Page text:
Spring Semester 2005

Lecture Notes Four: Working with Strings. The boolean primitive type.


How do we work with strings of characters?

The String class is described in the Java API.

A direct link to it is here.

It describes all that needs to be known about Strings of characters.

Here's a String:

Here's another one:
"I am a longer string. You have a problem with that?"
The following are all examples of Strings:

" " (a String of three spaces)
"" (the empty String)
"\"\"" (a String of 2 double quotes)
"\\\\\\\\\\" (a String of 5 backslashes)
"\n\n\n" (a String containing three newlines)
"123" (a String of 3 digits. Looks like a number but isn't.)

Concatenating Strings

The + that we use for numbers acts as a concatenation operator for Strings.

So the expression

"blooming" + "ton"
evaluates to "bloomington".

There is no equivalent of -, * or / for Strings.

Reading Strings

To store a String value you need a String variable.

We could use a ConsoleReader to read Strings from the keyboard.

ConsoleReader c = new ConsoleReader(System.in); 
String a; 
a = c.readLine(); 
The fragment above:

Next we describe a few operations on Strings.

(Strings are like Penguins in how you communicate to them.)

What Strings Can Do

Here are five operations to get us started:

Converting Strings into Numbers

To convert between Strings and numbers we need to use:

Converting Numbers into Strings

To convert numbers into Strings we concatenate the empty string to them: When a plus (+) is in between two numbers it adds them up.

When it's in between two Strings it concatenates them.

When it's in between a String and a number:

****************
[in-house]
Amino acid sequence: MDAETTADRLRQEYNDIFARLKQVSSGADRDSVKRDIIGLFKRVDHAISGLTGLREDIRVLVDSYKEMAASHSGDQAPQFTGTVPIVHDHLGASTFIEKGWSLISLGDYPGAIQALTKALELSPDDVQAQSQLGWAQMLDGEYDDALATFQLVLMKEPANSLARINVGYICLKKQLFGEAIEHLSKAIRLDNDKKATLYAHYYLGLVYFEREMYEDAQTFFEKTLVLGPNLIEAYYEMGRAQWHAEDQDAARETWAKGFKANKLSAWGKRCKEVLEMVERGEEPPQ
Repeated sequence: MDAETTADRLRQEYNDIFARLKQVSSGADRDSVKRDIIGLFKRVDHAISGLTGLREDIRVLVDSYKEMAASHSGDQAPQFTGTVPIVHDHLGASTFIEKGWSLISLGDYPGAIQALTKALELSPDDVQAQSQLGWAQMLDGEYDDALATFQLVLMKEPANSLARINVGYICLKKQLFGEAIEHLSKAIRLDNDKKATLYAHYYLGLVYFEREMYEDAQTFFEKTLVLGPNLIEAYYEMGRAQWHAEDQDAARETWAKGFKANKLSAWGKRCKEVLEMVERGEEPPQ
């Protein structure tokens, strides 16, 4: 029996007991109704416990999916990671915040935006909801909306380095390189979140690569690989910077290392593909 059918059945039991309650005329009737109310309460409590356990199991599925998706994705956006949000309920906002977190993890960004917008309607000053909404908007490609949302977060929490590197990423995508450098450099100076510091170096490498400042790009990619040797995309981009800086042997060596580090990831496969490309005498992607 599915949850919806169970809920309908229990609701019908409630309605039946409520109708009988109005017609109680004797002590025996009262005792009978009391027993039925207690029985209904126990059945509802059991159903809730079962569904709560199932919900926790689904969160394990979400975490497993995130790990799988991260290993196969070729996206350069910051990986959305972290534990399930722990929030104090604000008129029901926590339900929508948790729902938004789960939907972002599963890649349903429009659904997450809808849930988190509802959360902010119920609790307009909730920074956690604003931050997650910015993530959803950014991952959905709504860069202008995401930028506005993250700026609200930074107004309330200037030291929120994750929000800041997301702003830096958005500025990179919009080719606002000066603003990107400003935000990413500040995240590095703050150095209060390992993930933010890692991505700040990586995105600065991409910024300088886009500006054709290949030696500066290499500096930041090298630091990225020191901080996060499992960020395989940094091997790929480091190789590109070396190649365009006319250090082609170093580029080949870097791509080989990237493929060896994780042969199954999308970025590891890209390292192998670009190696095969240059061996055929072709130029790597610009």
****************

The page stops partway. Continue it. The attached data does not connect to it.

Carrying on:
Thus 1 + "2" first becomes "1" + "2" and then evaluates to "2".

Strings are not Numbers

That's why
"1" + "1"
evaluates to "11" and NOT to 2.

Numbers are not Strings

That's why
"1024".substring(2, 3)
evaluates to "2" but 1024.substring(2,3) (without quotes) makes NO sense.


evaluates to 4, but 1024.length() (without quotes) makes NO sense.

So now you know how to convert between Strings and numeric types.

The Duplicity of +.

Here are three questions, to make sure you understand how + works:

The answers, in order are: "33", "33", "123" and 6.


Here's an extra question:
what does '1' + 2 evaluate to?
Answer (in two parts):

Also, (char)('A' + 3) is the code for 'D'.

A Complete Example

We finish with an example, let's solve this problem:

15. Write a program that
  • reads two times in military format (0900, 1730) and
  • prints the number of hours and minutes between the two times.

Here is a sample run. User input is in color.

Please enter the first time: 0900
Please enter the second time: 1730
8 hours 30 minutes
When the first time is later than the second time:
Please enter the first time: 1730
Please enter the second time: 0900

15 hours 30 minutes
Here's a sample run with the program:
frilled.cs.indiana.edu%java Fifteen
Please enter the first time: 0920
Please enter the second time: 1025

1 hours 5 minutes
frilled.cs.indiana.edu%java Fifteen
Please enter the first time: 1025
Please enter the second time: 0920
22 hours 55 minutes
We'll write this program in class.

Here's a plan of attack:

  1. Read String time1, and time2.

  2. For time1 split it into
    String hour1 = time.substring(0, 2),
           mins1 = time.substring(2); 
  3. Calculate time1 in minutes:
    int val1 = hour1 * 60 + mins1;
  4. Similarly calculate val2

  5. Then calculate the difference in minutes between the two:
    int diff = (val2 + 24 * 60 - val1) % (24 * 60); 
  6. Transform diff in hours and minutes:
    int resH = diff / 60, 
        resM = diff % 60; 
Write this program (call it MilitaryTime.java) and verify that it works correctly.

Last updated by Adrian German for A201/A597/I210 on Tue Jan 18 14:56:06 EST 2005